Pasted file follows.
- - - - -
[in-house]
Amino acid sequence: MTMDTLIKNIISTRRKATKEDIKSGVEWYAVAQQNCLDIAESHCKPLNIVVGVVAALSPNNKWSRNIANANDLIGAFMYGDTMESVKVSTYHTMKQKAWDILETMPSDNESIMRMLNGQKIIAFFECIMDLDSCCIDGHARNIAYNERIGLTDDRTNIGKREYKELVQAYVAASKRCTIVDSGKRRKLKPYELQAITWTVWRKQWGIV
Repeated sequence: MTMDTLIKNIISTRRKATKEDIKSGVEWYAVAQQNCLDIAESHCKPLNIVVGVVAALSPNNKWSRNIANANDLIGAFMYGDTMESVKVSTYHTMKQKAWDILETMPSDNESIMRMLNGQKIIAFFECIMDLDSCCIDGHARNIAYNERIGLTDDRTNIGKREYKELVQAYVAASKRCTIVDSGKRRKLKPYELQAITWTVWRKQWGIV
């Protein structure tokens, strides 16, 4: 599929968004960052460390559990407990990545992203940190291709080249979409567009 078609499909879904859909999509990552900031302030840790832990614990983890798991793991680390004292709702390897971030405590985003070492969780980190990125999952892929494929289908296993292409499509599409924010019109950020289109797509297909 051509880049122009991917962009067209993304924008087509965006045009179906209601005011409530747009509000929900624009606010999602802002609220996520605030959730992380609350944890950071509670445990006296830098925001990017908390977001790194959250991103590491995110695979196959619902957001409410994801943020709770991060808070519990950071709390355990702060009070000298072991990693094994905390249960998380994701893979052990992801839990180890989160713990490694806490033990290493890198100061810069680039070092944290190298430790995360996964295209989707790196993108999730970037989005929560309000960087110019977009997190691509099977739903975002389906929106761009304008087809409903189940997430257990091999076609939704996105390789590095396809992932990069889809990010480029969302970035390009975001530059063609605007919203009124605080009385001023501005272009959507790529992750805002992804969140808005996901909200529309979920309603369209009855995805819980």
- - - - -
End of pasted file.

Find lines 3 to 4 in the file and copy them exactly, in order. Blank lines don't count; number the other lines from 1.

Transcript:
Repeated sequence: MTMDTLIKNIISTRRKATKEDIKSGVEWYAVAQQNCLDIAESHCKPLNIVVGVVAALSPNNKWSRNIANANDLIGAFMYGDTMESVKVSTYHTMKQKAWDILETMPSDNESIMRMLNGQKIIAFFECIMDLDSCCIDGHARNIAYNERIGLTDDRTNIGKREYKELVQAYVAASKRCTIVDSGKRRKLKPYELQAITWTVWRKQWGIV
């Protein structure tokens, strides 16, 4: 599929968004960052460390559990407990990545992203940190291709080249979409567009 078609499909879904859909999509990552900031302030840790832990614990983890798991793991680390004292709702390897971030405590985003070492969780980190990125999952892929494929289908296993292409499509599409924010019109950020289109797509297909 051509880049122009991917962009067209993304924008087509965006045009179906209601005011409530747009509000929900624009606010999602802002609220996520605030959730992380609350944890950071509670445990006296830098925001990017908390977001790194959250991103590491995110695979196959619902957001409410994801943020709770991060808070519990950071709390355990702060009070000298072991990693094994905390249960998380994701893979052990992801839990180890989160713990490694806490033990290493890198100061810069680039070092944290190298430790995360996964295209989707790196993108999730970037989005929560309000960087110019977009997190691509099977739903975002389906929106761009304008087809409903189940997430257990091999076609939704996105390789590095396809992932990069889809990010480029969302970035390009975001530059063609605007919203009124605080009385001023501005272009959507790529992750805002992804969140808005996901909200529309979920309603369209009855995805819980």